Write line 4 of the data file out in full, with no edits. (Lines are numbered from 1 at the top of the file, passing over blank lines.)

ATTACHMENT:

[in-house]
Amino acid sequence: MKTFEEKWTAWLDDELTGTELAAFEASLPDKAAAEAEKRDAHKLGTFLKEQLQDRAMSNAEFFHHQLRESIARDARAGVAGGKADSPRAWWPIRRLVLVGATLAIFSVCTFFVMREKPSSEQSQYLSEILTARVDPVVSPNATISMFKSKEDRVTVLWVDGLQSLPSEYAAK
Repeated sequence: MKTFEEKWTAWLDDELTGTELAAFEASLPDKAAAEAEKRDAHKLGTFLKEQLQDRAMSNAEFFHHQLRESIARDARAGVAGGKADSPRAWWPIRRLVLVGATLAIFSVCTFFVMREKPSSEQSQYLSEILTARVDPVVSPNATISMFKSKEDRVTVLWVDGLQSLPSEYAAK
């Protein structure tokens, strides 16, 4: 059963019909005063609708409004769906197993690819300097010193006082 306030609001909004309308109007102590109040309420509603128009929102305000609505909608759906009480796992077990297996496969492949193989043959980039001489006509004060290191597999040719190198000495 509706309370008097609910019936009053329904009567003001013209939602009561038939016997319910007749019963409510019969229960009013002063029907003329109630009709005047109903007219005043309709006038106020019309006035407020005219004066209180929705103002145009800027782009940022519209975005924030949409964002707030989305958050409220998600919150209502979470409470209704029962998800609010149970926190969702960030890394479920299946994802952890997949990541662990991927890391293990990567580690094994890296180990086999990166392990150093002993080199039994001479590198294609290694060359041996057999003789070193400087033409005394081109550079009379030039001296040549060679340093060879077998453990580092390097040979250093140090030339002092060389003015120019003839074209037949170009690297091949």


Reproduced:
């Protein structure tokens, strides 16, 4: 059963019909005063609708409004769906197993690819300097010193006082 306030609001909004309308109007102590109040309420509603128009929102305000609505909608759906009480796992077990297996496969492949193989043959980039001489006509004060290191597999040719190198000495 509706309370008097609910019936009053329904009567003001013209939602009561038939016997319910007749019963409510019969229960009013002063029907003329109630009709005047109903007219005043309709006038106020019309006035407020005219004066209180929705103002145009800027782009940022519209975005924030949409964002707030989305958050409220998600919150209502979470409470209704029962998800609010149970926190969702960030890394479920299946994802952890997949990541662990991927890391293990990567580690094994890296180990086999990166392990150093002993080199039994001479590198294609290694060359041996057999003789070193400087033409005394081109550079009379030039001296040549060679340093060879077998453990580092390097040979250093140090030339002092060389003015120019003839074209037949170009690297091949």